Baseline characteristics of the participants such as gender, age, marital status, work characteristics (type of function, hours working, part/full time), sick leave data and costs of work incapacity of the participants were gathered from records of the police constabularies, the latter after one year follow-up. Data about direct costs of treatment and medication of the employee were obtained after one year follow up from the insurance company of the police, the DGVP.
Guideline adherence and the according performance were based on data of the medical files of the participant, gathered from the databases of the participating OHSs. The data of the medical files were made anonymous and were transferred to an Access database, to select the relevant data of the medical files.
Study population: sample size and power analysis
In order to detect a relevant difference in survival analysis on our primary outcome return to work, nQuery Advisor [37
] was used to calculate the sample size. Proportions used to determine the sample size needed, were analysed from sick leave data of the police constabularies in 1999. In 1999, 286 employees were registered as being on sick leave due to mental health problems, which was 6.6 % of the total sick leave registrations. Their duration of sick leave in 1999 was 35.5 % of the total volume of sick leave, with an average of three months per case. With a power of 90%, at a 0.05 level, a two-sided log-rank test for equality of survival curves was done, assuming a difference between the intervention and control group proportion still on sick leave after one year of 0.25. This test indicated that a sample size was needed of 107 in each group. Assuming a dropout rate of 20%, inclusion of a total of 268 patients was necessary to statistically detect a clinically relevant difference.
All analyses will be conducted according to the intention-to-treat principle and will be performed on the patient level. To examine the success of randomization, descriptive statistics will be used to compare the baseline measurements of the two groups. If necessary, analyses will be adjusted for prognostic dissimilarities.
The evaluations on the effectiveness of the guideline compared to usual care will be performed with two tailed tests at a significance level of 5% (P < 0.05). To examine differences in the data on RTW, we will use Kaplan Meier's and the Cox proportional hazard regression for recurrent events. The general idea behind this analysis is that the different time periods are analysed separately adjusted for the fact that the time periods within one patient are dependent. Recurrences of sick leave for any reason during follow-up will be added to the Cox proportional hazards model with the time to event approach, in which only the transitions from no treatment success (sick leave) to treatment success (full RTW) are taken into account [38
]. In this model, the state of sick leave until the moment of inclusion will be added as a covariate. Number and days of sick leave periods in the year before inclusion will be added as a potential effect-modifier.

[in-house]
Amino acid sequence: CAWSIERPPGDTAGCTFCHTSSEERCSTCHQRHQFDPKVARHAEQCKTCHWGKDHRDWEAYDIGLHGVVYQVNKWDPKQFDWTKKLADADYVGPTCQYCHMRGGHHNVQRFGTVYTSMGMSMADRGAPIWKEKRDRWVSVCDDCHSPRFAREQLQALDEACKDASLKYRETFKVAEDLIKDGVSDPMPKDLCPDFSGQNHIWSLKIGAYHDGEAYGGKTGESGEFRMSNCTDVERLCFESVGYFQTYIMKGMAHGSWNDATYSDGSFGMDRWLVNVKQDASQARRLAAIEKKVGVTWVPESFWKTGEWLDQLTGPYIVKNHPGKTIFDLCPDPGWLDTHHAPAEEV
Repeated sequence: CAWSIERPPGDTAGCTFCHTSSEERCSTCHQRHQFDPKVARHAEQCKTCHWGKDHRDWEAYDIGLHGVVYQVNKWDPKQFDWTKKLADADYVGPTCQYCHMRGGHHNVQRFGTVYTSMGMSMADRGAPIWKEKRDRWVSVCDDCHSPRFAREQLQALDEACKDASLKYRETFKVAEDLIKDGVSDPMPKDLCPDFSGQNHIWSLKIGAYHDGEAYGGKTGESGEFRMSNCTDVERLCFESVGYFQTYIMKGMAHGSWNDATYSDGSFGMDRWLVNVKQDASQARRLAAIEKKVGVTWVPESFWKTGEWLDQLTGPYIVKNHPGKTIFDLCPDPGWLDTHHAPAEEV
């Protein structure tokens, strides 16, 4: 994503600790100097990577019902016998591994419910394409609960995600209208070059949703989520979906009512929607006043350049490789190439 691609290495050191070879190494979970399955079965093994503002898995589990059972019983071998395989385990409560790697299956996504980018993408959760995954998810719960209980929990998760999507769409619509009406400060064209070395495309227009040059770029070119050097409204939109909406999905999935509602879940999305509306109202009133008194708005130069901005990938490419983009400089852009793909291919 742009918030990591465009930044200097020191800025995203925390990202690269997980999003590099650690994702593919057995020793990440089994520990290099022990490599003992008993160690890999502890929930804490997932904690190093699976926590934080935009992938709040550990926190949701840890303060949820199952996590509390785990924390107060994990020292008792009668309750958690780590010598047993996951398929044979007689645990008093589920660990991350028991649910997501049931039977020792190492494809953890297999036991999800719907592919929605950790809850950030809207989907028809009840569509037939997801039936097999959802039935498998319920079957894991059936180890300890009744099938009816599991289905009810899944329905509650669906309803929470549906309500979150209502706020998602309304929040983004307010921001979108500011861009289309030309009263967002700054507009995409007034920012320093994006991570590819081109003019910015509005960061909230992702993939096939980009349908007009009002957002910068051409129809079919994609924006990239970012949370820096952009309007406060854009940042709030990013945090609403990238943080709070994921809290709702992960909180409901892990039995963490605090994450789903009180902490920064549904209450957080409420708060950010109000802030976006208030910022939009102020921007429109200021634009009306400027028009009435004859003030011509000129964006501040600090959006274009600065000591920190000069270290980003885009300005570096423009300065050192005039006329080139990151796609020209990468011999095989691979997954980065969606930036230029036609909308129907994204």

In a linear regression model treatment satisfaction during treatment (T2) and after treatment by the OP (T3) will be measured as respectively a short term and a long term effect and differences will be compared between the groups. Treatment satisfaction at the start of the treatment (T1) will be added as a covariate, even as the treatment group to examine differences in effects between the groups. The levels of treatment satisfaction of both the employees and their supervisors will be compared for the different moments with a chi-square test. Pair-wise correlations will be used to compare treatment satisfaction of the employee and their supervisor on the different moments.
In the Cox and linear regression models potential treatment differences by the OPs and their OHSs will be taken into account by means of nested dummy variables. The police constabulary the employee works for, will be put into the model as a binomial variable. Differences in sick leave patterns in the year before inclusion and in the severity of the mental health problems (DASS/HADS-scores) will be put into the model as potential effect modifiers.
To assess whether protocol deviations will cause bias, the results of the intention-to-treat analyses will be compared to per-protocol analyses. A process evaluation will be done, based on the assessment of guideline adherence by means of performance indicators [18
]. For each performance indicator potential effects on our primary outcomes will be measured.
Indirect costs can be calculated using the friction cost approach (friction period 122 days) and the human capital approach, based on income as provided by the employer or as derived from function, age and gender [30
]. Bootstrapping will be used for pair wise comparison of the mean groups to calculate mean differences and confidence intervals in costs and cost-effectiveness ratios for all interventions. All these analyses will be conducted in SPSS 14.0, Excel and, if necessary, in Strata.